“Procrastination” does NOT equal “lazy.”

This is one of my favorite things to tell people who procrastinate, as so many of us do! I have found that most procrastination stems from a couple different negative feelings you might have absorbed early in childhood, which are now stored in your sense of self. (You can get a report on the negative stuff you absorbed by taking this scientifically validated personality test.)

Common Procrastination Root #1: The fear that “I don’t know how to do this perfectly.” You might experience this in a number of ways, including, “I’m not smart enough,” or, “I’m not good enough.” Or, your inner voice might pressure you with, “I HAVE to do this perfectly,” or, “I HAVE to show everyone that I know how.”

When this negative feeling is triggered, you’ll do everything you can to avoid having “I’m not good enough” confirmed once again, or letting people see your deepest secret—that you aren’t perfect. You hold off doing whatever the task is until the last possible second—until the pain of not completing it at all is greater than our fear that we can’t do it well or perfectly.

Common Procrastination Root #2: The fear that “I just don’t have it in me to do this.” You might experience this as an invisible force holding you back or as something similar to exhaustion or even depression.

This feeling can be triggered by the smallest of tasks in front of you. Maybe you’ve had this experience—you need to do something you’ve done many times before, like (for me) pulling the weeds in my back yard. You look at it for days, maybe weeks, dreading it more and more. And, while you know that last time you did it, it was easy and took just a few minutes, something in you says (maybe in the same whiny voice runs through my head!), “I just ca-an’t.” Does that ring a bell?

It can be helpful to know that the part of us that stores these fears is two years old. You probably wouldn’t yell at a toddler for being scared, and it’s good to have this same compassion for yourself when you are feeling reluctant to start or finish a project or task. And, even better, these fears can be unlearned through Quanta Change®, so that your natural well-being (the opposite of those fears) can rise to the surface and allow you to accomplish what you want to do.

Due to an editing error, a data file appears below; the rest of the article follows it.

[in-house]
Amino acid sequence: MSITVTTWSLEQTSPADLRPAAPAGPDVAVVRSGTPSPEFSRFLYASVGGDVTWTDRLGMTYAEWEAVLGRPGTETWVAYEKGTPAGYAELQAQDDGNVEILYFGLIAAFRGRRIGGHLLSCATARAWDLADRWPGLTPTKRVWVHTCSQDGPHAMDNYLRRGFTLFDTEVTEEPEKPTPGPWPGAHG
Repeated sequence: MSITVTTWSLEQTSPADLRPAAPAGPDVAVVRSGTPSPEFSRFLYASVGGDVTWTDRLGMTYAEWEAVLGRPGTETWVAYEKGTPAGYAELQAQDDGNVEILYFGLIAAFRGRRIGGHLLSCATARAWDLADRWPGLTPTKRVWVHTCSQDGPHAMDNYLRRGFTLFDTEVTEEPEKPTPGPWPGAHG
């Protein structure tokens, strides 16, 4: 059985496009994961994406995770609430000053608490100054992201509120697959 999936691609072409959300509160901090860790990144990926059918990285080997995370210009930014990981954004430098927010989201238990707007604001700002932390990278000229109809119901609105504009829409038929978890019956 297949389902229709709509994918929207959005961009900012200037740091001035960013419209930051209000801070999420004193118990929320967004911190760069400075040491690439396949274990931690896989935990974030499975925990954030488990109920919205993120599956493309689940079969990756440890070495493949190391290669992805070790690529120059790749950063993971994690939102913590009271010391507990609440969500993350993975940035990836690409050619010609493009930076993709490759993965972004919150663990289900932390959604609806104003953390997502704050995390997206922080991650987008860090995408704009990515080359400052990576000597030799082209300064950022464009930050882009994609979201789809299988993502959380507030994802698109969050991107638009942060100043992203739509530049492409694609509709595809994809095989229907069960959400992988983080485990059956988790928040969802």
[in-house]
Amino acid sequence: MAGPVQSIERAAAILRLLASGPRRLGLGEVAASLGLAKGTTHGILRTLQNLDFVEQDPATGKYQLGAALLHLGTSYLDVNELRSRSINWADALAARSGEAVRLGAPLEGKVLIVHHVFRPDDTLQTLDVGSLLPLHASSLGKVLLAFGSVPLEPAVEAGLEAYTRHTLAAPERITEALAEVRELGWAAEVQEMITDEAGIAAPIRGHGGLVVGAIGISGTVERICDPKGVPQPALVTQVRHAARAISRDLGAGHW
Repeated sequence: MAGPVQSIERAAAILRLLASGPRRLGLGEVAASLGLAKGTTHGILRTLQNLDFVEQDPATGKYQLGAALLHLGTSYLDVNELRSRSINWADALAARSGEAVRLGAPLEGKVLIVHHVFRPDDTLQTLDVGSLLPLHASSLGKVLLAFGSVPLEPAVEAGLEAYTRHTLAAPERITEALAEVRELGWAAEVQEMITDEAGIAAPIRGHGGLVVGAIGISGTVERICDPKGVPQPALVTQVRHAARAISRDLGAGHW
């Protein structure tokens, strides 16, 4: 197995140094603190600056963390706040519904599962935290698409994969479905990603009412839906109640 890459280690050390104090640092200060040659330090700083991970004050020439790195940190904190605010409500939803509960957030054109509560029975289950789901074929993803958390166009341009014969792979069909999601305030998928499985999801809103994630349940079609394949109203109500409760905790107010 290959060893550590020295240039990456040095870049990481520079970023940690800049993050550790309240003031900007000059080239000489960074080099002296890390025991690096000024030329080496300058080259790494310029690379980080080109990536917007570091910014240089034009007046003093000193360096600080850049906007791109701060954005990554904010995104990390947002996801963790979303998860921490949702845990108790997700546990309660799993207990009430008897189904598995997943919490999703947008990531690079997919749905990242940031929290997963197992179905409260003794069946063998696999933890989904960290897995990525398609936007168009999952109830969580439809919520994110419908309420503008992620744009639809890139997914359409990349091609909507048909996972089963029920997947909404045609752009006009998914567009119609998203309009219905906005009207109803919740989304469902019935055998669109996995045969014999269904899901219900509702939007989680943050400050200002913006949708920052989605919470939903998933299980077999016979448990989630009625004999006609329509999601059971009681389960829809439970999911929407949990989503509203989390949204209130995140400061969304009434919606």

The well-being state in this “getting stuff done” arena can feel like this: 
1. Comfort with your own unique way of doing things (instead of following “their” rules perfectly)
2. A new sense that you have everything you need within you to achieve your goals
3. The experience of being propelled forward effortlessly

What does that look like? Often, without even noticing that something is different (typical with Quanta Change), people find themselves doing the very task they dreaded easily and without resistance. In fact, I often have to point out that they accomplished something that seemed impossible just a week before.

For example, a college student was dreading the paper he had to write, so we began to work on this procrastination theme. As he unlearned layers of “I don’t know how,” he found a subject that excited him. He was so excited about it that he actually finished his paper early—a first for him! He found that he did indeed have the ability to do it, and he found a subject that fit him. He kept telling me, “It was so easy and fun!” He had never felt this way about writing a paper before. His teacher said it was the best paper she had read all year.

Getting your Quanta Change Sensory Quotient® Report can give you a good idea of the roots of your procrastination or other big challenges. The good news, again, is that these negative feelings can be unlearned, so that life can actually work more easily for you.

Sara Avery is the Executive Director of Quanta Change, and she’s been guiding people through this process for the past 16 years. Click to get your free, personalized SQ report and to sign up for a free, 30-minute call with her to understand how your SQ generates the biggest challenge in your life.